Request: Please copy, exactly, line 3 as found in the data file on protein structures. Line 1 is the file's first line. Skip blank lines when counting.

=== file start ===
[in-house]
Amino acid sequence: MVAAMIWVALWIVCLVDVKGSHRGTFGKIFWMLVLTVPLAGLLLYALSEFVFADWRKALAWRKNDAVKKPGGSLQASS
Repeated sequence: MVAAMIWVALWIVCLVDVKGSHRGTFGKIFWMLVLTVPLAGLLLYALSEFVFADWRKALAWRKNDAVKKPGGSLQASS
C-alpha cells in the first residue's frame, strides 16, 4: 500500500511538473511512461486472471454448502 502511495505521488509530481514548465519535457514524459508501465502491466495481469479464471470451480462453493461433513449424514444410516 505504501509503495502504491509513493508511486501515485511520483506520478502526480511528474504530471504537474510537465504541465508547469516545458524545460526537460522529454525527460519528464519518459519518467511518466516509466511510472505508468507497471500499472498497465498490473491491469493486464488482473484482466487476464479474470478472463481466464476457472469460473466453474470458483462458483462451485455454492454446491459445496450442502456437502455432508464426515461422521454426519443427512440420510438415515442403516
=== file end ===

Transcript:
Repeated sequence: MVAAMIWVALWIVCLVDVKGSHRGTFGKIFWMLVLTVPLAGLLLYALSEFVFADWRKALAWRKNDAVKKPGGSLQASS